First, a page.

Cover Story

Travel pioneer who helped open China to the world

Updated: 2011-07-08 10:47

By David Bartram (China Daily European Weekly)

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Travel pioneer who helped open China to the world
A group of British tourists in downtown Xi'an. More Europeans are choosing to take their holidays in China. [Li Hui / for China Daily]

When Elizabeth Morrell first visited China in 1976, Chairman Mao Zedong had just died and the government was beginning to embark on a series of reforms that would open up the country and transform China into an economic superpower.

But the British tour operator, then a student, saw China's reforms not just as an opportunity to open the country up economically, but also to improve access for tourists wishing to visit a country closed to all but a select group of invited foreigners for a generation.

"There was a pent-up demand from people wanting to visit China come the late 1970s," says Morrell, who has run tours to China for more than 30 years. "I think allowing foreign visitors in was key to China's opening-up policy. It was not only for economic reasons but also to show they were open to new ideas and having foreigners visit, whereas before it had been very closed. And also in order to develop they needed foreign currency."

During her first visit to China, Morrell witnessed first hand the seeds of an international tourist industry being sown in the country, and upon returning to Britain, decided to get involved. She became a founding director of tour operator Voyages Jules Verne, whose main focus at the time was on offering trips to China.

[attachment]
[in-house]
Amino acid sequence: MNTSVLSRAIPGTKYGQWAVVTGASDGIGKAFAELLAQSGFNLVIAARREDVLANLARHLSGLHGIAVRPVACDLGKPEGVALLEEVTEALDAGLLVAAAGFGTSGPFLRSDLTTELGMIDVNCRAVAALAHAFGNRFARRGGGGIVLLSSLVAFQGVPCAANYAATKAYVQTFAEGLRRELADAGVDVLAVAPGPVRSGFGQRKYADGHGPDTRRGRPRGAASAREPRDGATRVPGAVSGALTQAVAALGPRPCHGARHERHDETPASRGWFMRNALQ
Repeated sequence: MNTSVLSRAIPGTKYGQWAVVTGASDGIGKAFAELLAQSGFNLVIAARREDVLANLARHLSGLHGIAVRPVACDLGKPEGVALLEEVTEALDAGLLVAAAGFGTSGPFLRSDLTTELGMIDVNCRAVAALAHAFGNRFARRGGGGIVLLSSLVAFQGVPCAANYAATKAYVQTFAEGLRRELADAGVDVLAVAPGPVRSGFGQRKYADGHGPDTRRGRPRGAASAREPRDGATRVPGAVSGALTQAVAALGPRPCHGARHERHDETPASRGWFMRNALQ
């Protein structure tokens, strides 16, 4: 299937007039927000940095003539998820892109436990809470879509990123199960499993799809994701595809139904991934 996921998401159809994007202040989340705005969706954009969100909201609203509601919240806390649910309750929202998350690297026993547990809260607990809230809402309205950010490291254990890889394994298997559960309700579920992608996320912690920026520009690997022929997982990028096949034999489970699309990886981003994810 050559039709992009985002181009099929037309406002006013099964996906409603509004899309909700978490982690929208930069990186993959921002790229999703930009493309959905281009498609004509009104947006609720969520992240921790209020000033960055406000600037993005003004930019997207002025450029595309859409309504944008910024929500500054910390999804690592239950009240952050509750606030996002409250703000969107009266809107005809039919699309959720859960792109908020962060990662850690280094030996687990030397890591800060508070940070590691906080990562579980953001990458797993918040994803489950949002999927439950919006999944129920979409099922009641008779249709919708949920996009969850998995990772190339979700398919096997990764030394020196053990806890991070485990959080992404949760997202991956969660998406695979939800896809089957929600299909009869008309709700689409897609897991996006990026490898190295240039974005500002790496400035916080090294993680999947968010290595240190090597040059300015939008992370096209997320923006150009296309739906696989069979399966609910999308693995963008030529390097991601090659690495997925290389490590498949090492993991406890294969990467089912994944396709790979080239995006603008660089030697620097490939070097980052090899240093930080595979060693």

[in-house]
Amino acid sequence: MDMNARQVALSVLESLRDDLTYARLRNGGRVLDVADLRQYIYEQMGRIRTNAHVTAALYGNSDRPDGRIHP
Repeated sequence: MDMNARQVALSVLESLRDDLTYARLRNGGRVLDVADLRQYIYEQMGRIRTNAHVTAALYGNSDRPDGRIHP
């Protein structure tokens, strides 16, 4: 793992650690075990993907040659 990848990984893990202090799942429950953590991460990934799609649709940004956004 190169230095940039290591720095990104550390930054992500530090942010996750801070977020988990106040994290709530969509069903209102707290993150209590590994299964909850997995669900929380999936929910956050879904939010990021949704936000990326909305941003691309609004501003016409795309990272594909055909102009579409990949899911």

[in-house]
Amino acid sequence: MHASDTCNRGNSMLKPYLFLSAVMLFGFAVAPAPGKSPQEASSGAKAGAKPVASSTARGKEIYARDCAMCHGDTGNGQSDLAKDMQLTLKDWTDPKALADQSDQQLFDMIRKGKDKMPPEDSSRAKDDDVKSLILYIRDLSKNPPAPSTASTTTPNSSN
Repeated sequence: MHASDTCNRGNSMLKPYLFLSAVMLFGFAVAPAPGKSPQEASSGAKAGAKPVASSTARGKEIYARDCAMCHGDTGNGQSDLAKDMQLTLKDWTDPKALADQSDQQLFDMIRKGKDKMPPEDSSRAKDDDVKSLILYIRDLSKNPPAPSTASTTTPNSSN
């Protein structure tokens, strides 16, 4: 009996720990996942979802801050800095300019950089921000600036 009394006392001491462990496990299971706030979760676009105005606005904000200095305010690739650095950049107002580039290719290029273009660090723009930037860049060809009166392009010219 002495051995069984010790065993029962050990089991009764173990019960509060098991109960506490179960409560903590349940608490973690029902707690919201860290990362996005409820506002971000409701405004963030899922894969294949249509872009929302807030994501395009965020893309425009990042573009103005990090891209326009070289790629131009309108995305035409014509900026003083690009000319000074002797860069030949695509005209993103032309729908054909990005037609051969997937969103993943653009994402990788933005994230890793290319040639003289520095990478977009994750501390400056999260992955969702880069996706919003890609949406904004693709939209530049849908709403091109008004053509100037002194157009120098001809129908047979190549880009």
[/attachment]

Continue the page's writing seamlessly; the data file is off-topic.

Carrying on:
"There were hundreds of people who had not been able to go to China because it had been closed for so long, so we were lucky to be able to capitalize on that. When I first came to China, Thomson (the tour operator) had just advertised their first commercial tours to China. Thomson was a big company that was used to dealing with just one hotel and charter flights. At the time China was a bit complicated for them, so we went and set up our own company."

Voyages Jules Verne began to offer more extensive tours to China throughout the late 1970s and into the 1980s. But unlike today, visitors were faced with a series of problems a world away from the modern airports and hotels that greet them today.

"People typically visited for 12 to 15 days," recalls Morrell. "They would visit Beijing, Xi'an, Shanghai, the Yangtze river, Guilin, that kind of thing. One of the difficulties in the early 1980s that didn't improve until well into the 1990s was that there were not enough good hotels. The transport infrastructure also couldn't cope a lot of the time.

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